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MLB Trade Deadline: Dodgers acquire Tony Cingrani and Tony Watson

Yu Darvish was the prize of the day, but the Dodgers also bolstered their bullpen by winning two Tonys.

Cincinnati Reds v Colorado Rockies Photo by Justin Edmonds/Getty Images

It is hard to make an argument that anybody did better than the Dodgers at the trade deadline. Yu Darvish is obviously the best player that the Dodgers acquired today, but they also decided to improve their bullpen by acquiring two lefty relievers in Tony Cingrani and Tony Watson. The Dodgers sent C Hendrik Clementina and OF Scott Van Slyke to Cincinnati for Cingrani, and SS/3B Oneil Cruz and RHP Ángel Germán to Pittsburgh for Watson.

What should come as no surprise to anybody is that the team with the .705 winning percentage already had an excellent bullpen. They lead the majors with a 2.91 RA9 and 7.3 percent walk rate, and their 27.6 percent strikeout rate leads the NL. Of course, Kenley Jansen’s superhuman season is a big part of that, but the Dodgers have other good relievers, too. Brandon Morrow has been extremely impressive himself with a 1.99 RA9, 32.2 percent strikeout rate, and 3.5 percent walk rate, albeit in only 22 23 IP. Pedro Báez has a 1.61 RA9. Josh Fields has a 2.89 RA9 and 28.4 percent strikeout rate.

As well as the Dodgers’ bullpen was performing, they needed more left-handed relievers. Luis Avilán was the sole dependable southpaw, and to his credit, he was having a great season with a 3.30 RA9 and a 30.2 percent strikeout rate, and that run average comes with a .378 BABIP. He has an excellent 2.44 DRA. The only other lefty they have in the bullpen is Grant Dayton, who has an RA9 of almost five with poor strikeout and walk rates. He also recently went on the DL with a neck issue.

Tony Cingrani used to be a starter, but he could not last there because he lacked good secondary offerings and had only an average fastball. He gets by on deception. Travis Sawchik of FanGraphs wrote about his attempts to develop a cutter in Spring Training. According to Brooks Baseball, he has not thrown a cutter at all this season.

Cingrani moved to the bullpen full-time in 2015, but has been ineffective in that role as well. Since 2015, he has a 4.89 RA9 and a mediocre 21.3 percent strikeout rate. He still has poor control, having walked 13 percent of batters in that time frame. Cingrani’s fastball has climbed to 95 MPH out of the bullpen, but it is not helping him much. Hitters are slugging .423 off it since 2015.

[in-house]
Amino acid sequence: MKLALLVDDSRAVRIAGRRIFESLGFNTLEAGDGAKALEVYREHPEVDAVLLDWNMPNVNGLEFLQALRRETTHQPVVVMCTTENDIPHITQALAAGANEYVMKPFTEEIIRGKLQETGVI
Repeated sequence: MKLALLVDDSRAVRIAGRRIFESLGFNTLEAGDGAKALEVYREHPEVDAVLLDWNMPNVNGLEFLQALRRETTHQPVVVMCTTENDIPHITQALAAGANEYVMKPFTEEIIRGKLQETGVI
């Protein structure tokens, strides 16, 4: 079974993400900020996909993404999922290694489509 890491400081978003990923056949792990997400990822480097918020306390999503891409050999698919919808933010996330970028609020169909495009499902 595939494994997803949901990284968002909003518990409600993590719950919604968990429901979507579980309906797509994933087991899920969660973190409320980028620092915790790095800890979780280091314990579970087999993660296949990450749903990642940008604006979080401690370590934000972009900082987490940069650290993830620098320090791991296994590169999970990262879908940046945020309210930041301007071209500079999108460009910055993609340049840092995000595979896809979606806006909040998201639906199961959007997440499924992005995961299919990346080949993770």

It is questionable whether or not Cingrani can be used as a lefty specialist because he has never shown a propensity to get left-handed hitters out. His career splits are rather small, though they do suffer from small sample size, believe it or not. Some might point to his terrible numbers against left-handed hitters this season, but it is important to note that a half-season sample of platoon splits for a reliever is basically worthless in terms of predictive value.

The Dodgers did not give up much for Cingrani. Hendrik Clementina is a catcher who is still in rookie ball and raking at the moment. According to scouting information relayed by the Cincinnati Enquirer’s C. Trent Rosencrans, Clementina is expected to really hit but might not have a position. Baseball America has some real questions about his ability to stay behind the plate. Baseball fans likely remember Scott Van Slyke from his epic 2014 season when he hit .297/.386/.524 in 98 games, good for a 161 wRC+. Unfortunately, he declined precipitously since then, hitting just .196/.280/.308 in the past year-and-a-half in between minor league stints. He is currently in Triple A.

Tony Watson is the better acquisition in the trade, though sadly the bar is not very high for that. He had an outstanding three-season run from 2013-2015 but has declined since then. He currently has a 3.86 RA9, which is respectable, but he is a bit homer prone and can’t strike anybody out. His DRA is abysmal, sitting at 5.64. He did flash some effectiveness against lefties last year, allowing a line of .206/.253/.324. What his true talent is against left-handers is harder to discern, however.

As with Cingrani, the Dodgers did not give up much to get Watson, just a couple of lottery tickets. Oneil Cruz was signed as a shortstop in 2015 but has outgrown the position. Baseball America had him ranked 27th in the Dodgers organization last year. Ángel Germán was ranked 27th in the organization at the end of 2015 but was not ranked last year, likely because he posted an 8.48 RA9 in A ball. He is doing much better this year with a 2.45 RA9 and 27 percent strikeout rate, but he is still struggling a bit with his control.

It is hard to see why the Dodgers wanted Cingrani and Watson. My guess is that they know something that we do not, and are banking on that knowledge to make these pitchers into something that is more than what they are. Frankly, that is a much better plan than overpaying for a Proven Closer®. It will be very interesting to see how these pitchers perform going forward. Watson is going to be a free agent, but Cingrani is under contract through 2019.

With what the Dodgers paid for Cingrani and Watson, the risk is pretty low. Furthermore, they have such a huge lead in the NL that they can afford to experiment. Avilán is quite good, but it is helpful to have more left-handed relieving depth. As for the Reds and Pirates, there was no way they were going to do any better than what they got from the Dodgers. There is nothing wrong with receiving low-end prospects in exchange for relievers that are no longer needed.

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Luis Torres is a Featured Writer at Beyond the Box Score. He is a medicinal chemist by day, baseball analyst by night. You can follow him on Twitter at @Chemtorres21.